Resilient at what?

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Chester Draws, a regular contributor to the comments on this blog, made a point about ‘resilience’ that really had me thinking:

“We have plenty of what amount to infinite problems out there. They are called computer games.

The thing is that the kids who supposedly have to learn “resilience” are extremely resilient at playing them. They don’t, generally, lack resilience as such. What kids lack, but many develop as they get older, is resilience at tasks they don’t like.”

I think this cuts to the heart of two key issues in the debate about education. Firstly, generic skills such as ‘collaboration’, ‘critical thinking’, ‘creativity’, ‘resilience’ and so on are highly context-dependent. A kid can be a great collaborator in his football team but very poor at collaborating over housework. Beyond a few social skills that children will generally pick-up in early childhood – ones they were learning long before schools existed – there doesn’t really exist a general set of collaborative skills that can be taught.

‘Resilience’, seems highly dependent on personality. But the way Chester defined it is interesting. It would be almost impossible for a progressive educator to work on such a skill because they shrink from tasks that students don’t like doing.

This extends right the way from the unthinking progressivism of cool activities where teachers call on technology and popular culture in an attempt to ingratiate their subject towards the students, all the way through to the high Rousseauian romanticism that underpins educational convention: children are in a more natural state than adults and we should follow their interests so that they may learn in school as effortlessly as they learn to walk or speak.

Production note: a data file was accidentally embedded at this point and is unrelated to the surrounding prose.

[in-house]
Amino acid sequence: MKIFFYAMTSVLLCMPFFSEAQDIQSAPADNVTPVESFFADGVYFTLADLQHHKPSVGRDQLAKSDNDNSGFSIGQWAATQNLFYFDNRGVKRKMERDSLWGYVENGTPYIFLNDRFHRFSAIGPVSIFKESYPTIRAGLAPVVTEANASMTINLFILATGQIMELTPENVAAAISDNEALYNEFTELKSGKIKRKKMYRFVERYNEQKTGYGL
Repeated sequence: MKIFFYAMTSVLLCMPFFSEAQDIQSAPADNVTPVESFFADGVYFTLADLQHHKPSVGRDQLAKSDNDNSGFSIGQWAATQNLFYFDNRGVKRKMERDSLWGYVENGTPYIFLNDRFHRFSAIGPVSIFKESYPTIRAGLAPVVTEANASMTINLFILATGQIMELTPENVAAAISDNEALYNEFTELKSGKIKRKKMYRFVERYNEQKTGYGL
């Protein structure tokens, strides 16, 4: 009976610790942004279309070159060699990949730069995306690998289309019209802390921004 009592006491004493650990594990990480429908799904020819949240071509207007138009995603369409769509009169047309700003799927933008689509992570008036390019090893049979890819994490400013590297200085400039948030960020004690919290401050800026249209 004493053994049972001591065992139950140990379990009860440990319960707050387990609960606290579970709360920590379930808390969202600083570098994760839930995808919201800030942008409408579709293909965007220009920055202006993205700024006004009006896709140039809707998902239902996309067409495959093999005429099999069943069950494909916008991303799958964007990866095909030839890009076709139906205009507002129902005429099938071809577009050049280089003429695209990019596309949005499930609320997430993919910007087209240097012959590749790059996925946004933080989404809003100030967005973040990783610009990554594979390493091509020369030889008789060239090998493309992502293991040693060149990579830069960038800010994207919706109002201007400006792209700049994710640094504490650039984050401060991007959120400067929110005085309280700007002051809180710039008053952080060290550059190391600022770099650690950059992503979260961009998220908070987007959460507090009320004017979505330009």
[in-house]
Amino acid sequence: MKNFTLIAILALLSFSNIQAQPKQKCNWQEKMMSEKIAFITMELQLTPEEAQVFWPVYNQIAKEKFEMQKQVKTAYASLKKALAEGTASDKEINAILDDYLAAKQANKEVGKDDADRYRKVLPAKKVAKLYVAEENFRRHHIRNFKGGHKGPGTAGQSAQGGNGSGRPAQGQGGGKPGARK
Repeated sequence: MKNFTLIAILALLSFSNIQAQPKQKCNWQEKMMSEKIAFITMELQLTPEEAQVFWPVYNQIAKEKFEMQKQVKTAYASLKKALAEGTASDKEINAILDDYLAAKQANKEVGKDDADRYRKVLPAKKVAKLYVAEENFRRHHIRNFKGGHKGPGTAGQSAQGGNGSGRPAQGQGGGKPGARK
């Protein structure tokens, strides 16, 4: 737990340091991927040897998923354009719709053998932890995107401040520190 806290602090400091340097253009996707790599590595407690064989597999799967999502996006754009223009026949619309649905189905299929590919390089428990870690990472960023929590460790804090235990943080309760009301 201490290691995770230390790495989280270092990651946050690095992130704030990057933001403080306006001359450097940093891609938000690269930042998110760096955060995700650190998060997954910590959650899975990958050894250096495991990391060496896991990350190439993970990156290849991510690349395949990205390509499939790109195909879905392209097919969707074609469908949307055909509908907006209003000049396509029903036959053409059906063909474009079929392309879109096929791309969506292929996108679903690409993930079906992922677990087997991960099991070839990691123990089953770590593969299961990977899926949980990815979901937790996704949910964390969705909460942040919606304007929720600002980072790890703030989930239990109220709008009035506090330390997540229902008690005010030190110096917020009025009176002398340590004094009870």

A good test of where you fall on this is Shakespeare. Few children love Shakespeare from the outset because the words are difficult and the plays are set in a different time. Should they be allowed to refuse to study Shakespeare and be given other literature instead? Perhaps something more ‘relevant’? Or should the adults assert their authority and coerce students into studying The Bard?

To many professional educationalists, coercion is basically wrong. Yet most teachers are masters at it. Despite the rows that erupt on Twitter, very little of it is done with overt sticks and carrots. Much more is about expecting students to conform and a refusal to accept that matters may take any course other than the one the teacher has planned.

I think this places most ordinary teachers practically at odds with our philosopher kings. Yes, many of us will pay lip-service to progressive slogans but we fundamentally operate on a different level. There is a vast literature where academics bemoan the failure of teachers to properly implement the academic’s preferred reform. Perhaps this is why. There is a mismatch.

It also gives us another way of looking at the world. I suspect that most teachers will, at some point, have been told that a student misbehaved in their class because the content wasn’t interesting or engaging enough. But if everything is engaging – if all lessons follow the children’s interests – then how will they ever learn to be resilient at tasks they don’t like?

Followed to the extreme, we would end up with a generation of snowflakes who can’t bear anything out of their comfort zone and who give up easily. That doesn’t sound like a recipe for success in the 21st century.


8 thoughts on “Resilient at what?

  1. The Quirky Teacher says: